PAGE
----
Retinoic acid receptor alpha drives cell cycle progression and is associated with increased sensitivity to retinoids in T-cell lymphoma

Xueju Wang, Surendra Dasari, Grzegorz S. Nowakowski, Konstantinos N. Lazaridis, Eric D. Wieben, Marshall E. Kadin, Andrew L. Feldman*, Rebecca L. Boddicker

*Corresponding author for this work

Research output: Contribution to journalArticlepeer-review

14 Scopus citations


Peripheral T-cell lymphomas (PTCLs) are aggressive non-Hodgkin lymphomas with generally poor outcomes following standard therapy. Few candidate therapeutic targets have been identified to date. Retinoic acid receptor alpha (RARA) is a transcription factor that modulates cell growth and differentiation in response to retinoids. While retinoids have been used to treat some cutaneous T-cell lymphomas (CTCLs), their mechanism of action and the role of RARA in CTCL and other mature T-cell lymphomas remain poorly understood. After identifying a PTCL with a RARAR394Q mutation, we sought to characterize the role of RARA in T-cell lymphoma cells. Overexpressing wild-type RARA or RARAR394Q significantly increased cell growth in RARAlow cell lines, while RARA knockdown induced G1 arrest and decreased expression of cyclin-dependent kinases CDK2/4/6 in RARAhigh cells. The retinoids, AM80 (tamibarotene) and all-trans retinoic acid, caused dose-dependent growth inhibition, G1 arrest, and CDK2/4/6 down-regulation. Genes down-regulated in transcriptome data were enriched for cell cycle and G1-S transition. Finally, RARA overexpression augmented chemosensitivity to retinoids. In conclusion, RARA drives cyclin-dependent kinase expression, G1-S transition, and cell growth in T-cell lymphoma. Synthetic retinoids inhibit these functions in a dose-dependent fashion and are most effective in cells with high RARA expression, indicating RARA may represent a therapeutic target in some PTCLs.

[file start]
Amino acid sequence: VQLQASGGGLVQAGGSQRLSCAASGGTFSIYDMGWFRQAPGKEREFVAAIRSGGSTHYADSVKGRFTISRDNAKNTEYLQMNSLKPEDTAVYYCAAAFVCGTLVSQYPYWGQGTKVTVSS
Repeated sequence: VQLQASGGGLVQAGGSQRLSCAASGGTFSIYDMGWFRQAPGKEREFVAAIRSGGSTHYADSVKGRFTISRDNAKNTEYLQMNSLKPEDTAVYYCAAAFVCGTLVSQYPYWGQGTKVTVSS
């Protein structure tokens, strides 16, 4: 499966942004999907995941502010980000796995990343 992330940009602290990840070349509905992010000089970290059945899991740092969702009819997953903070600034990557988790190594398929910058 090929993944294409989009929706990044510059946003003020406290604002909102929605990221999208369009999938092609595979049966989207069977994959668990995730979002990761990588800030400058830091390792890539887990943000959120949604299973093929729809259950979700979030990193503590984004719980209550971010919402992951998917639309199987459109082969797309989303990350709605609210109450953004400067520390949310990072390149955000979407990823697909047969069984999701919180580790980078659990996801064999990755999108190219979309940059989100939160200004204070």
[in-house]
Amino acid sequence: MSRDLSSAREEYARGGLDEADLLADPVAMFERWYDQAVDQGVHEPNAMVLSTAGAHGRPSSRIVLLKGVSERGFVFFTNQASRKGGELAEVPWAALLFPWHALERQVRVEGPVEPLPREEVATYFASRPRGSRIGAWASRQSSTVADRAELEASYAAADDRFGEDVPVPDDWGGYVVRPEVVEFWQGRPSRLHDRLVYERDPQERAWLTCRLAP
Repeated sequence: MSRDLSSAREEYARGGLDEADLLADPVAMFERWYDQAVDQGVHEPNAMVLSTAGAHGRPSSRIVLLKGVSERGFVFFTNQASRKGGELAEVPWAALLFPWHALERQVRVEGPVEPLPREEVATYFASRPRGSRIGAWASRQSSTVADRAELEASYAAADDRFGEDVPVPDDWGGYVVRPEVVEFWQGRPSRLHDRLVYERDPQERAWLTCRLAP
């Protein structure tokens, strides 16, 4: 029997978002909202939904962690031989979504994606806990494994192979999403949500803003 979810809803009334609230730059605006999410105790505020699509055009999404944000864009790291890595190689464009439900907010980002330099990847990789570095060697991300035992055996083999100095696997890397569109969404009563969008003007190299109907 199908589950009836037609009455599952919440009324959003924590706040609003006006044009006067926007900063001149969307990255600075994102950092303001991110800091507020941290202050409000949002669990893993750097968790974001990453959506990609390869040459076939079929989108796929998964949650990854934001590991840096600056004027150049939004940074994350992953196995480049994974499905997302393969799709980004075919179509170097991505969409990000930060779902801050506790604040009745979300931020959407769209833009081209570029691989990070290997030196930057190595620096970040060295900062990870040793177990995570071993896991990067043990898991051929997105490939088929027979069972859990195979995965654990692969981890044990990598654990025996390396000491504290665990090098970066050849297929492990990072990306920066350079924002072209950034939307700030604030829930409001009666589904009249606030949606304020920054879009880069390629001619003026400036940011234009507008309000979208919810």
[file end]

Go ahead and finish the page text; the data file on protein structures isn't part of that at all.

Original languageEnglish (US)
Pages (from-to)26245-26255
Number of pages11
Issue number16
StatePublished - 2017
Externally publishedYes


  • All-trans retinoic acid
  • Cell cycle
  • Individualized medicine
  • Retinoic acid receptor alpha
  • Retinoids
  • T-cell lymphoma

ASJC Scopus subject areas

  • Oncology


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